Information Technology (Intermediaries guidelines) Rules, 2011 prescribes certain guidelines which the intermediaries have to be careful while providing services. Rule 3 of the above-mentioned guidelines lists Due-diligence that the intermediaries should observe while discharging their duties.
Cl. (d) Sub –rule 2 of Rule 3 of Information Technology (Intermediaries guidelines) Rules, 2011 says
such rules and regulations, terms and conditions or user agreement shall inform the users of computer source not to host, display, upload, modify, publish, transmit, update or share any information that infringes any patent, trademark, copyright or other proprietary right;
This sub- rule deserves a special mention because, notwithstanding such due diligence being observed by the intermediaries, they would be held liable by virtue of section 81 of the IT Act which does not have an overriding effect over the copyright Act, 1957 & the patents Act, 1970.The intermediaries under the IT Act would be held liable under the copyright Act despite forewarning the users of its service through user agreements not to infringe copyright of someone. This particular sub-rule serves the purpose of enlightening the user as to not upload, publish etc any material that is infringing in nature but in so far as the liability of the intermediary under the copyright is concerned, the same would remain unaffected in that the intermediary would be held liable for copyright infringement for no fault of his.
Copyright infringement with regard to IT Act is based on no- fault theory. No amount of due diligence would exculpate the intermediary once copyright or patent right infringement is proved.
Thus, it could safely be assumed that the above-mentioned rule is just a namesake rule which cannot be leveraged to the benefit of the intermediaries when a copyright infringement takes place.
A Contrast with Digital Millennium Copyright Act of 1998
Section 512 of the Digital Millennium Copyright Act of 1998(hereinafter referred as “DMCA”) limits the liability of service providers in case any infringing material is posted on his website (other information repositories). It applies to storage at the direction of the user. The service provider can claim protection under this section only upon the satisfaction of the following conditions:
i does not have actual knowledge that the material or an activity using the material on the system or network is infringing;
ii in the absence of such actual knowledge, is not aware of facts or circumstances from which infringing activity is apparent; or
iii upon obtaining such knowledge or awareness, acts expeditiously to remove, or disable access to, the material;
iv does not receive a financial benefit directly attributable to the infringing activity, in a case in which the service provider has the right and ability to control such activity;
The service provider under the DMCA shall be not liable only in so far as it is not aware of the facts and circumstances from which infringing activity is apparent or upon gaining such knowledge acts expeditiously to remove the infringing material.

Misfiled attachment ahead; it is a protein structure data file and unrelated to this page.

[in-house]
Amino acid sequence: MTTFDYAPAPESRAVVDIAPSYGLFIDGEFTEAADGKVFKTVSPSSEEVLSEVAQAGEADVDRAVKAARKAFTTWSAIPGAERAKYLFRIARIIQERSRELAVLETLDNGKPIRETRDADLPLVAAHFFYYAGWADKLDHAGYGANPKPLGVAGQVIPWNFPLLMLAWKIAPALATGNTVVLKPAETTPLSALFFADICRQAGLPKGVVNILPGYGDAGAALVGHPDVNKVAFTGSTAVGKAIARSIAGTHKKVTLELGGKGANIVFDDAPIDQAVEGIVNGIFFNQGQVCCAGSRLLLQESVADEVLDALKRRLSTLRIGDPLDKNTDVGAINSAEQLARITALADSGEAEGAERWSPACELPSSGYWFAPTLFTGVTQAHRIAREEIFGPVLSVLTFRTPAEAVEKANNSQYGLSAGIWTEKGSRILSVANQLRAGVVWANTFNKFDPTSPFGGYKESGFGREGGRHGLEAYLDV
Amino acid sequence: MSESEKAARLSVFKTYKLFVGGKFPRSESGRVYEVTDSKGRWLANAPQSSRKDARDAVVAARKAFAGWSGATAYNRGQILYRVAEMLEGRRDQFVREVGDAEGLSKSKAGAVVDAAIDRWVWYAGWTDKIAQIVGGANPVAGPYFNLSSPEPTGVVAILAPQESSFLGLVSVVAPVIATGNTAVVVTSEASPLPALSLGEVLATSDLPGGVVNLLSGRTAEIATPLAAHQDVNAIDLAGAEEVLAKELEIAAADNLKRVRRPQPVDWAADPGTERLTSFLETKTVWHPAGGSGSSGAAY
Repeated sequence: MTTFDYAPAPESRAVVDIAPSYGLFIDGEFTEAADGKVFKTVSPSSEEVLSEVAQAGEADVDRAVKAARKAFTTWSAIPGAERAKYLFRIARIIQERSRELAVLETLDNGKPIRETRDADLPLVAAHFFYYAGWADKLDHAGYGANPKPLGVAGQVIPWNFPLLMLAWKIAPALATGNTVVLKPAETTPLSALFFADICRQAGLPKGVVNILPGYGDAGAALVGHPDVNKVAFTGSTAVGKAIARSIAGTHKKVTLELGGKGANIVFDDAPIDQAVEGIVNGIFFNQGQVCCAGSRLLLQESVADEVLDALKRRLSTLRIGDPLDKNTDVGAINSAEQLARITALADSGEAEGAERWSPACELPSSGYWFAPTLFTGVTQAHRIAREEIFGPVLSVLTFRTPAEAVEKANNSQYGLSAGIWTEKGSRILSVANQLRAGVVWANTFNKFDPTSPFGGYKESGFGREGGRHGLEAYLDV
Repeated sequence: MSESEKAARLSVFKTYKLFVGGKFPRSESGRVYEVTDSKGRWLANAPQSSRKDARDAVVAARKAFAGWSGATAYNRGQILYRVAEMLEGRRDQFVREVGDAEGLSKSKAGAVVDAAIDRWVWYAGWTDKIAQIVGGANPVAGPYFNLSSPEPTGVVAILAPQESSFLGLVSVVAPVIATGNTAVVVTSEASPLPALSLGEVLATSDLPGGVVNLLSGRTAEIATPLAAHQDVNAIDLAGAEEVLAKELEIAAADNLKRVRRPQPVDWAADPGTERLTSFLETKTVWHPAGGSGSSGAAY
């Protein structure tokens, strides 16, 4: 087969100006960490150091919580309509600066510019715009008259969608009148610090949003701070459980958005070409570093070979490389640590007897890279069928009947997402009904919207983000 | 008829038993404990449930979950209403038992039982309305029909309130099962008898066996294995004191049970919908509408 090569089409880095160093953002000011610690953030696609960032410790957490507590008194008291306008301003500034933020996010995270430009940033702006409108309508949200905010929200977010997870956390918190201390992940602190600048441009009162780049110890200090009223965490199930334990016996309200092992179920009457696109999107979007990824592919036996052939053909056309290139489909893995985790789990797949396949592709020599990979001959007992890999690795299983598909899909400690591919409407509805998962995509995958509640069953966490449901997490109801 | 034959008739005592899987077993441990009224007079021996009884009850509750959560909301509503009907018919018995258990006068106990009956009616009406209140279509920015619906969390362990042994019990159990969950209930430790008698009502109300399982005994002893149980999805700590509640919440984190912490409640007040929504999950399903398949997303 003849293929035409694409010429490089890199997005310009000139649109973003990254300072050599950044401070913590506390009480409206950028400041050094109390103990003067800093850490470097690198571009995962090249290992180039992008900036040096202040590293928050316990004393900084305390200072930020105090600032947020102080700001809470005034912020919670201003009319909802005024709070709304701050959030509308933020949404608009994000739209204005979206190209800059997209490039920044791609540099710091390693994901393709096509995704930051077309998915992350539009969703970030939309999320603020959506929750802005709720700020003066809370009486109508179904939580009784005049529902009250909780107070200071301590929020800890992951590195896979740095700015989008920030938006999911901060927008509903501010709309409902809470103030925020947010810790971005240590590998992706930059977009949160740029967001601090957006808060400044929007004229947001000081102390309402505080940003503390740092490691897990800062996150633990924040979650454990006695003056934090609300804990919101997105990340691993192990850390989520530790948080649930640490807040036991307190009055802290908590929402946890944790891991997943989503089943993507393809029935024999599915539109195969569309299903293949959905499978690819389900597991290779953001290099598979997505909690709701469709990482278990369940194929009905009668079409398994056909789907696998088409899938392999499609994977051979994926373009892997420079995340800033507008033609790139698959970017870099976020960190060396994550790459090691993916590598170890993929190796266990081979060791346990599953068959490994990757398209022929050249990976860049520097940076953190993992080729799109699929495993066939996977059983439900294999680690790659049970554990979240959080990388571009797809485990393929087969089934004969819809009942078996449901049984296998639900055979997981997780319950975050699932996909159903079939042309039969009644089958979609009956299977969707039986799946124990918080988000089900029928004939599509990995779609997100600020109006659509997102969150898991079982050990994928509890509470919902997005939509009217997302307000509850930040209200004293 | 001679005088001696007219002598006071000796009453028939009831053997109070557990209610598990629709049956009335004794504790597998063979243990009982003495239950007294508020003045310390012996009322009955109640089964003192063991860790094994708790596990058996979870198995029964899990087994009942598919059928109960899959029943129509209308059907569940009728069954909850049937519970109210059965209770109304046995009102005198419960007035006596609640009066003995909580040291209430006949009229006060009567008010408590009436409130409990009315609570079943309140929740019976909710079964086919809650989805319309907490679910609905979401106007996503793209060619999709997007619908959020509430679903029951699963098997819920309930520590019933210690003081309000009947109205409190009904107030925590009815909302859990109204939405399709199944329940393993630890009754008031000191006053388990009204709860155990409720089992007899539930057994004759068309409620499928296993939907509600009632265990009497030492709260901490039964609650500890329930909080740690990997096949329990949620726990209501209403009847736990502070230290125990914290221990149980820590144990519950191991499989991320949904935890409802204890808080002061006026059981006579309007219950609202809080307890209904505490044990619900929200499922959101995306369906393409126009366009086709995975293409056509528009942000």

Section 512 (c) is truly a safe harbor provision for service providers or intermediaries in as much as it limits the liability of the intermediaries even in matters pertaining to Copyright Act unlike the Information Technology Act ,2000 which saves copyright Act, thus making the overriding effect of the said act inapplicable to the copyright and patent Act.
Intermediaries in the Infringement cauldron
India case laws
In the case of Sanjay Kumar Kedia Vs. Narcotics Control Bureau and Anr , the supreme court refused to buy the contention of the appellant that the company was merely a network service provider as the court found the appellant companies to be in the know of the illegal sale of drug taking place online or in other words the appellants were actively engaged in the illegal activities committed and hence were denied the protection of section 79 of the Information Act, 2000.
Super Cassetes Industries Ltd.Vs. Myspace Inc. and Anr - This case was primarily a case relating to copyright infringement. The court in this case categorically stated that an Intermediary (herein MY SPACE) can seek shelter under section 79 of the Information Act, 2000 only in so far as it does not infringe copyright under the copyrights Act, 1957. The court also stated that “The proviso appended to the said section provides that nothing contained in this act shall restrict the exercising of right by any person under the Copyright Act. The said proviso carves out an exception to the main enactment which is under the head of overriding effect of the IT Act”..
As of today there are no cases in which BPO’s per se have been embroiled. But keeping in view the role played and the services provided by BPOs they are most likely to come within the definition of network service providers (who are recognized as intermediary and expressly mentioned in the IT Act).
The author can be reached at: firstname.lastname@example.org